The science of “Moneybottle”



Fans of baseball or statistics (there’s a difference?) were quite taken with “Moneyball,” the book by Michael Lewis that pulled the veil from the Oakland Athletics’ use of statistical analysis to identify true talent.

The book describes how Oakland A’s General Manager Billy Beane dismissed the traditional indicators of a player’s potential — batting average, RBIs — for more arcane stats. How often a batter reaches a base and batting productivity, Billy discovered, are better predictors of offensive success than speed or bases stolen.

The science of “Moneybottle” (a new science … we just invented it) also flies in the face of conventional wisdom and the beliefs of most wine experts, vintners and connoisseurs. The central premise is that the collective wisdom of oenophiles, growers, wine writers and fancy-pants collectors is subjective and often unreliable. Nose, bouquet, legs, layers and finish are relics from an age when wine was regarded as an indulgence for sophisticates while the rest of us drank beer.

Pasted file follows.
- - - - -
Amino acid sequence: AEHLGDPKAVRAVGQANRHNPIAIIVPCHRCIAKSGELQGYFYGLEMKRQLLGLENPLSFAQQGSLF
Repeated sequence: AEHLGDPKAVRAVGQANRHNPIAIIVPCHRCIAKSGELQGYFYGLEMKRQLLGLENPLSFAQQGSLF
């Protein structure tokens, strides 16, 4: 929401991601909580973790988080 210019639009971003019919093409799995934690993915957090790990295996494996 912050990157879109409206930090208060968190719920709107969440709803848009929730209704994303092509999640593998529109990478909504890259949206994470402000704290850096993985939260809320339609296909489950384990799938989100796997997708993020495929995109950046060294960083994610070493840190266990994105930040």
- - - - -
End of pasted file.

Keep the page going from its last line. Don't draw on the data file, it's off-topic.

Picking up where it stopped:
Here then, are the Moneybottle bell-ringers. Is it dry? (Ding.) Does it taste OK? (Ding.) Is the third glass as enjoyable as the first? (Ding.) Can you pronounce the name or is it something impossible to say, like Gewurztraminer? (Ding.) Does it have a convenient screw cap instead of a cork? (Ding-ding-ding-ding.) Does it cost less than $5? (Ring-a-ding-ding-ding-DONG!)

Introducing Giacondi Pinot Grigio from Sicily (Friends & Family, $4.69). As a Pinot Grigio it is something of a dud, lacking the deeper color and accents of orange peel and pear skins for which that vintage is generally known. But as a white table wine that plays well with others at the dinner table, it is most companionable. Furthermore, it gives you something you rarely get when you set down a bottle and hand the clerk a $5 bill.

Change.